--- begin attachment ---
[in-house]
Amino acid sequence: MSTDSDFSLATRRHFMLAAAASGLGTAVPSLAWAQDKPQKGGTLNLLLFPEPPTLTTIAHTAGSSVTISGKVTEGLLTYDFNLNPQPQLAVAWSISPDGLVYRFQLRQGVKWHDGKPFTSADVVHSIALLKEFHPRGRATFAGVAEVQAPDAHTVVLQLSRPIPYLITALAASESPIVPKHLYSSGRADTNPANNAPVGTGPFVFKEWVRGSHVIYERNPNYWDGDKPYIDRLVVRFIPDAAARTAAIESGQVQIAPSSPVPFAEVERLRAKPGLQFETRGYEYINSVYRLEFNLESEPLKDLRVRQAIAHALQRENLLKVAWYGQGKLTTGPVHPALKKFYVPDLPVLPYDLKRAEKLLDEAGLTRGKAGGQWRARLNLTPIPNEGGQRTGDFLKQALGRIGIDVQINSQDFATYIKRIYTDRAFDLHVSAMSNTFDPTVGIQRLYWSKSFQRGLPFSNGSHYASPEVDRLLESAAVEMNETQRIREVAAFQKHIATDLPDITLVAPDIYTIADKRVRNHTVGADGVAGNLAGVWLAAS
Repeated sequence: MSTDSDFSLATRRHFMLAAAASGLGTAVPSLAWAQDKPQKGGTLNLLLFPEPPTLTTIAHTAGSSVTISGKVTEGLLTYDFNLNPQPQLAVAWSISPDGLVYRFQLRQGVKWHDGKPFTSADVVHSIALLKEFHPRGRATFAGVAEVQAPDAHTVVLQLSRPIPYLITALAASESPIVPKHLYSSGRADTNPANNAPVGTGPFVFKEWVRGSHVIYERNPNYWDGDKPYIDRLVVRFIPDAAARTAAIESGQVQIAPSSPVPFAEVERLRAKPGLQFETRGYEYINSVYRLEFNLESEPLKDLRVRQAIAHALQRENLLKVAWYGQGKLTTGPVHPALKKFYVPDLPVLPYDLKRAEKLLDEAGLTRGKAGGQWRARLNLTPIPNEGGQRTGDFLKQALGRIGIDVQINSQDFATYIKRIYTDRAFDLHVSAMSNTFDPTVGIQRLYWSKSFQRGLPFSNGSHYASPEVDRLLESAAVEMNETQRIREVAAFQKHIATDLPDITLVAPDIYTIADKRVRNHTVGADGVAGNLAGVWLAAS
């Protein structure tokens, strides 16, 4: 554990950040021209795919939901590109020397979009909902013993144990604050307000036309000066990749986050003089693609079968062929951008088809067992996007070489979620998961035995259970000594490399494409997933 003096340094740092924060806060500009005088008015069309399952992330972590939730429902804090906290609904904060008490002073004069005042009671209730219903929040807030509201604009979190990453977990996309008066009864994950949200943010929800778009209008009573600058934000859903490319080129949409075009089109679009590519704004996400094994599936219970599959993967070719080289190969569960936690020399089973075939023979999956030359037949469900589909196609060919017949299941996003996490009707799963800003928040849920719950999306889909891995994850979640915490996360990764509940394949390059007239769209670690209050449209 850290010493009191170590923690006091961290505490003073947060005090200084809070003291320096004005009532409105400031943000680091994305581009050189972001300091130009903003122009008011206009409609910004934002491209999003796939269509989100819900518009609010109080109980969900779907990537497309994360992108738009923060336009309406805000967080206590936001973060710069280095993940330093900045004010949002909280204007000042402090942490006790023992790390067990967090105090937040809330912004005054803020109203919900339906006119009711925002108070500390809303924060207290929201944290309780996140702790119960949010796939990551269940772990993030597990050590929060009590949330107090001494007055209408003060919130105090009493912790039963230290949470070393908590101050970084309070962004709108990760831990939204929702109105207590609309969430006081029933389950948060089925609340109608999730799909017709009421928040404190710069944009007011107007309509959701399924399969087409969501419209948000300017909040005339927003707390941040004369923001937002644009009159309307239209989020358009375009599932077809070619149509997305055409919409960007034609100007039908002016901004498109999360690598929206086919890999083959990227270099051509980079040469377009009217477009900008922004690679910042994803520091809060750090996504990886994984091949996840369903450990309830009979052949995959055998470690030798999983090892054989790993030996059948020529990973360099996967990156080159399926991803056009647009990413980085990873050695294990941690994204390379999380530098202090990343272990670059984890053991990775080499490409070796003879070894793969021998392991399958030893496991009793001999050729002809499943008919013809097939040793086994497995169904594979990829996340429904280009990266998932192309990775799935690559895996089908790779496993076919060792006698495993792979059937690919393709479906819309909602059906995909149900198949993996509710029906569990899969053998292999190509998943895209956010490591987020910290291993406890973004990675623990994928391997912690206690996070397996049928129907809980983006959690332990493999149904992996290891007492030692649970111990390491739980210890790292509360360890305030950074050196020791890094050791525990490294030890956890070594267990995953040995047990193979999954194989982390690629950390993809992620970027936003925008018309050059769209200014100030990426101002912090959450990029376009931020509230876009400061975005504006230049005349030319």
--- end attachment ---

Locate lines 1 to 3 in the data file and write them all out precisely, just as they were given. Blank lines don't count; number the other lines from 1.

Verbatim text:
[in-house]
Amino acid sequence: MSTDSDFSLATRRHFMLAAAASGLGTAVPSLAWAQDKPQKGGTLNLLLFPEPPTLTTIAHTAGSSVTISGKVTEGLLTYDFNLNPQPQLAVAWSISPDGLVYRFQLRQGVKWHDGKPFTSADVVHSIALLKEFHPRGRATFAGVAEVQAPDAHTVVLQLSRPIPYLITALAASESPIVPKHLYSSGRADTNPANNAPVGTGPFVFKEWVRGSHVIYERNPNYWDGDKPYIDRLVVRFIPDAAARTAAIESGQVQIAPSSPVPFAEVERLRAKPGLQFETRGYEYINSVYRLEFNLESEPLKDLRVRQAIAHALQRENLLKVAWYGQGKLTTGPVHPALKKFYVPDLPVLPYDLKRAEKLLDEAGLTRGKAGGQWRARLNLTPIPNEGGQRTGDFLKQALGRIGIDVQINSQDFATYIKRIYTDRAFDLHVSAMSNTFDPTVGIQRLYWSKSFQRGLPFSNGSHYASPEVDRLLESAAVEMNETQRIREVAAFQKHIATDLPDITLVAPDIYTIADKRVRNHTVGADGVAGNLAGVWLAAS
Repeated sequence: MSTDSDFSLATRRHFMLAAAASGLGTAVPSLAWAQDKPQKGGTLNLLLFPEPPTLTTIAHTAGSSVTISGKVTEGLLTYDFNLNPQPQLAVAWSISPDGLVYRFQLRQGVKWHDGKPFTSADVVHSIALLKEFHPRGRATFAGVAEVQAPDAHTVVLQLSRPIPYLITALAASESPIVPKHLYSSGRADTNPANNAPVGTGPFVFKEWVRGSHVIYERNPNYWDGDKPYIDRLVVRFIPDAAARTAAIESGQVQIAPSSPVPFAEVERLRAKPGLQFETRGYEYINSVYRLEFNLESEPLKDLRVRQAIAHALQRENLLKVAWYGQGKLTTGPVHPALKKFYVPDLPVLPYDLKRAEKLLDEAGLTRGKAGGQWRARLNLTPIPNEGGQRTGDFLKQALGRIGIDVQINSQDFATYIKRIYTDRAFDLHVSAMSNTFDPTVGIQRLYWSKSFQRGLPFSNGSHYASPEVDRLLESAAVEMNETQRIREVAAFQKHIATDLPDITLVAPDIYTIADKRVRNHTVGADGVAGNLAGVWLAAS